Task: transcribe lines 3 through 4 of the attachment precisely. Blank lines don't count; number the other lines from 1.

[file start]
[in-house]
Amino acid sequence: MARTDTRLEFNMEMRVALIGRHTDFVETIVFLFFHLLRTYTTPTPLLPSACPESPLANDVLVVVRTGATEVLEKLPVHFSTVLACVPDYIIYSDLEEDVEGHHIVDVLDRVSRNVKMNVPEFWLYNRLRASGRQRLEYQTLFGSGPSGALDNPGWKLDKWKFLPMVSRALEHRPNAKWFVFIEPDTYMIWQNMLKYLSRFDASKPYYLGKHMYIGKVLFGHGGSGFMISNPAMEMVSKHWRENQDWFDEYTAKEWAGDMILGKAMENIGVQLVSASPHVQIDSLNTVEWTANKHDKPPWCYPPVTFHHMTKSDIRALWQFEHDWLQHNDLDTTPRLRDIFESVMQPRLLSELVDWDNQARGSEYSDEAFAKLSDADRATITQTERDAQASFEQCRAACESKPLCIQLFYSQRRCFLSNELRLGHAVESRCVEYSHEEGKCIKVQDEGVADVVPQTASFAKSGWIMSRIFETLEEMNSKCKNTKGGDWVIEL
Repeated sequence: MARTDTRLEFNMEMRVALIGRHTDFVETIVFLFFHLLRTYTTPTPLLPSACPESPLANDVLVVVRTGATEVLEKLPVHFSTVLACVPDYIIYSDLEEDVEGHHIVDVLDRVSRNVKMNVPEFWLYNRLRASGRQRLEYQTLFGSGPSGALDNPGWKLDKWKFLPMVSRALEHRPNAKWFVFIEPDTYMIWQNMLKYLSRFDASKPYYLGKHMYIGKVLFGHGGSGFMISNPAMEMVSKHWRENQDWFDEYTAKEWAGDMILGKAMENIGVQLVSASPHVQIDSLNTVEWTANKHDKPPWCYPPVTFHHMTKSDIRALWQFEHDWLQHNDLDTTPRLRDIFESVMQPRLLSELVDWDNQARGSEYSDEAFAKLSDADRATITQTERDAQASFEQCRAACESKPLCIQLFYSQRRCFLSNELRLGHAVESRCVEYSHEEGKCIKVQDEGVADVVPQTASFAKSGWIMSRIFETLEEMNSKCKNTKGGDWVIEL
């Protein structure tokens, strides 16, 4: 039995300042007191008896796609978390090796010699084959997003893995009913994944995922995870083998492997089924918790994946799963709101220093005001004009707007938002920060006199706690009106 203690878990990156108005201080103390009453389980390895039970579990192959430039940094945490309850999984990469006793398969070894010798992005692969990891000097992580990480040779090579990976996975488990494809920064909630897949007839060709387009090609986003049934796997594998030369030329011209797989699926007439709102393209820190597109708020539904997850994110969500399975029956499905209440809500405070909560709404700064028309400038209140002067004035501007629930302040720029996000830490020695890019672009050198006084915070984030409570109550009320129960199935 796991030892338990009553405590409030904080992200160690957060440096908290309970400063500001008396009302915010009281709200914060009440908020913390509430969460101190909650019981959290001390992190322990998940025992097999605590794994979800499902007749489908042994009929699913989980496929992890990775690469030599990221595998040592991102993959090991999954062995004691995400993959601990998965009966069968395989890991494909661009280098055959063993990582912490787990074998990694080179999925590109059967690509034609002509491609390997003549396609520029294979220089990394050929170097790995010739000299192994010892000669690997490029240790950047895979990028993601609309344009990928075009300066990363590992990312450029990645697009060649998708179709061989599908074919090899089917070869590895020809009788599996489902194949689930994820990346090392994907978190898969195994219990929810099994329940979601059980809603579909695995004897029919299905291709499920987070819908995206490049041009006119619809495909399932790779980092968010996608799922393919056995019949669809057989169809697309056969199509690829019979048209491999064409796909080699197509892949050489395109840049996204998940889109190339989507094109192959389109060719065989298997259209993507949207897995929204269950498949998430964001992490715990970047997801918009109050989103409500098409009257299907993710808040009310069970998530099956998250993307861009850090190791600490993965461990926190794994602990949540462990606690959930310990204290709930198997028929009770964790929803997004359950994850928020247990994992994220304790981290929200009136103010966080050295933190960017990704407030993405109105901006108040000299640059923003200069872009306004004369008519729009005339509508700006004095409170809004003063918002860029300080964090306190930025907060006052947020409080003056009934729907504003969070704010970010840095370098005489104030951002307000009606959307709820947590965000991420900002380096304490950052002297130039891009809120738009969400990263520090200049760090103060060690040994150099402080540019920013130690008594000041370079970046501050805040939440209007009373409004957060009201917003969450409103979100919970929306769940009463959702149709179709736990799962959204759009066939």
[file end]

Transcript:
Repeated sequence: MARTDTRLEFNMEMRVALIGRHTDFVETIVFLFFHLLRTYTTPTPLLPSACPESPLANDVLVVVRTGATEVLEKLPVHFSTVLACVPDYIIYSDLEEDVEGHHIVDVLDRVSRNVKMNVPEFWLYNRLRASGRQRLEYQTLFGSGPSGALDNPGWKLDKWKFLPMVSRALEHRPNAKWFVFIEPDTYMIWQNMLKYLSRFDASKPYYLGKHMYIGKVLFGHGGSGFMISNPAMEMVSKHWRENQDWFDEYTAKEWAGDMILGKAMENIGVQLVSASPHVQIDSLNTVEWTANKHDKPPWCYPPVTFHHMTKSDIRALWQFEHDWLQHNDLDTTPRLRDIFESVMQPRLLSELVDWDNQARGSEYSDEAFAKLSDADRATITQTERDAQASFEQCRAACESKPLCIQLFYSQRRCFLSNELRLGHAVESRCVEYSHEEGKCIKVQDEGVADVVPQTASFAKSGWIMSRIFETLEEMNSKCKNTKGGDWVIEL
């Protein structure tokens, strides 16, 4: 039995300042007191008896796609978390090796010699084959997003893995009913994944995922995870083998492997089924918790994946799963709101220093005001004009707007938002920060006199706690009106 203690878990990156108005201080103390009453389980390895039970579990192959430039940094945490309850999984990469006793398969070894010798992005692969990891000097992580990480040779090579990976996975488990494809920064909630897949007839060709387009090609986003049934796997594998030369030329011209797989699926007439709102393209820190597109708020539904997850994110969500399975029956499905209440809500405070909560709404700064028309400038209140002067004035501007629930302040720029996000830490020695890019672009050198006084915070984030409570109550009320129960199935 796991030892338990009553405590409030904080992200160690957060440096908290309970400063500001008396009302915010009281709200914060009440908020913390509430969460101190909650019981959290001390992190322990998940025992097999605590794994979800499902007749489908042994009929699913989980496929992890990775690469030599990221595998040592991102993959090991999954062995004691995400993959601990998965009966069968395989890991494909661009280098055959063993990582912490787990074998990694080179999925590109059967690509034609002509491609390997003549396609520029294979220089990394050929170097790995010739000299192994010892000669690997490029240790950047895979990028993601609309344009990928075009300066990363590992990312450029990645697009060649998708179709061989599908074919090899089917070869590895020809009788599996489902194949689930994820990346090392994907978190898969195994219990929810099994329940979601059980809603579909695995004897029919299905291709499920987070819908995206490049041009006119619809495909399932790779980092968010996608799922393919056995019949669809057989169809697309056969199509690829019979048209491999064409796909080699197509892949050489395109840049996204998940889109190339989507094109192959389109060719065989298997259209993507949207897995929204269950498949998430964001992490715990970047997801918009109050989103409500098409009257299907993710808040009310069970998530099956998250993307861009850090190791600490993965461990926190794994602990949540462990606690959930310990204290709930198997028929009770964790929803997004359950994850928020247990994992994220304790981290929200009136103010966080050295933190960017990704407030993405109105901006108040000299640059923003200069872009306004004369008519729009005339509508700006004095409170809004003063918002860029300080964090306190930025907060006052947020409080003056009934729907504003969070704010970010840095370098005489104030951002307000009606959307709820947590965000991420900002380096304490950052002297130039891009809120738009969400990263520090200049760090103060060690040994150099402080540019920013130690008594000041370079970046501050805040939440209007009373409004957060009201917003969450409103979100919970929306769940009463959702149709179709736990799962959204759009066939």